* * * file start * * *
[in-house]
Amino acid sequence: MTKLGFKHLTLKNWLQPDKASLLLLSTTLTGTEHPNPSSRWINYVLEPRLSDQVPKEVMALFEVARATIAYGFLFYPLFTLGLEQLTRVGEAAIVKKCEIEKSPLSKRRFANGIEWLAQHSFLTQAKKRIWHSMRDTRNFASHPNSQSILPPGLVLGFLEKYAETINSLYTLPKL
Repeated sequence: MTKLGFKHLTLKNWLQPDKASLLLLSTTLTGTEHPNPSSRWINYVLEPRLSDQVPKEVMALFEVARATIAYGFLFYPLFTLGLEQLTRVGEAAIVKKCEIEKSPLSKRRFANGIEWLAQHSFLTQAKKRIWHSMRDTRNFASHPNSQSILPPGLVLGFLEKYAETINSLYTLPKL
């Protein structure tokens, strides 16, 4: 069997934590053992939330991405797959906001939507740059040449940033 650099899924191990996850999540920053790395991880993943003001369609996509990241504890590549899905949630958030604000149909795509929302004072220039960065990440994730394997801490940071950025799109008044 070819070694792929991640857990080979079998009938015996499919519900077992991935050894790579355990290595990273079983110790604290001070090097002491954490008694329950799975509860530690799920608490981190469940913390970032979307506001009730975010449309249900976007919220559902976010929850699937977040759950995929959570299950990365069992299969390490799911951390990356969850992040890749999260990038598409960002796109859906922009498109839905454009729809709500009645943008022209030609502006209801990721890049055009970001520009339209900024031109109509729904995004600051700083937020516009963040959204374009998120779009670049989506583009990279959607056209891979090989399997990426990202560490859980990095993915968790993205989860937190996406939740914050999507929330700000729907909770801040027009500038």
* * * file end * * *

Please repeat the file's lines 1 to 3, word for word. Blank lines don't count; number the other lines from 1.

[in-house]
Amino acid sequence: MTKLGFKHLTLKNWLQPDKASLLLLSTTLTGTEHPNPSSRWINYVLEPRLSDQVPKEVMALFEVARATIAYGFLFYPLFTLGLEQLTRVGEAAIVKKCEIEKSPLSKRRFANGIEWLAQHSFLTQAKKRIWHSMRDTRNFASHPNSQSILPPGLVLGFLEKYAETINSLYTLPKL
Repeated sequence: MTKLGFKHLTLKNWLQPDKASLLLLSTTLTGTEHPNPSSRWINYVLEPRLSDQVPKEVMALFEVARATIAYGFLFYPLFTLGLEQLTRVGEAAIVKKCEIEKSPLSKRRFANGIEWLAQHSFLTQAKKRIWHSMRDTRNFASHPNSQSILPPGLVLGFLEKYAETINSLYTLPKL